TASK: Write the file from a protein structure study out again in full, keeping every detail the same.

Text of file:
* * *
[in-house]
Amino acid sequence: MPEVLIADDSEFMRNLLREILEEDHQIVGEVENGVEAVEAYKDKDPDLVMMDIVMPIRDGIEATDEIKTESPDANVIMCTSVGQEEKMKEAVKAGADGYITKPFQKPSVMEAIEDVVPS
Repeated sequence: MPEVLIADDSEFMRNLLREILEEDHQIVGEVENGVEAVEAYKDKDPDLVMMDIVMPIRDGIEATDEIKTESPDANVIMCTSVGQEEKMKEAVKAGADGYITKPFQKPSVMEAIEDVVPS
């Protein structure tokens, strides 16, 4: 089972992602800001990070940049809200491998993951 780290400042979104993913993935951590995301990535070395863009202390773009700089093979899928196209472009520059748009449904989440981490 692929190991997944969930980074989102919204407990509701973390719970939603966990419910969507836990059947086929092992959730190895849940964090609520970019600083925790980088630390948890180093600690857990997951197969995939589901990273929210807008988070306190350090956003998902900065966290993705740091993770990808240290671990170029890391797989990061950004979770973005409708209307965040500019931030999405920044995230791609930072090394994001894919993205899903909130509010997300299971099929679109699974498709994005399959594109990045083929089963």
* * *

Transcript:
[in-house]
Amino acid sequence: MPEVLIADDSEFMRNLLREILEEDHQIVGEVENGVEAVEAYKDKDPDLVMMDIVMPIRDGIEATDEIKTESPDANVIMCTSVGQEEKMKEAVKAGADGYITKPFQKPSVMEAIEDVVPS
Repeated sequence: MPEVLIADDSEFMRNLLREILEEDHQIVGEVENGVEAVEAYKDKDPDLVMMDIVMPIRDGIEATDEIKTESPDANVIMCTSVGQEEKMKEAVKAGADGYITKPFQKPSVMEAIEDVVPS
């Protein structure tokens, strides 16, 4: 089972992602800001990070940049809200491998993951 780290400042979104993913993935951590995301990535070395863009202390773009700089093979899928196209472009520059748009449904989440981490 692929190991997944969930980074989102919204407990509701973390719970939603966990419910969507836990059947086929092992959730190895849940964090609520970019600083925790980088630390948890180093600690857990997951197969995939589901990273929210807008988070306190350090956003998902900065966290993705740091993770990808240290671990170029890391797989990061950004979770973005409708209307965040500019931030999405920044995230791609930072090394994001894919993205899903909130509010997300299971099929679109699974498709994005399959594109990045083929089963």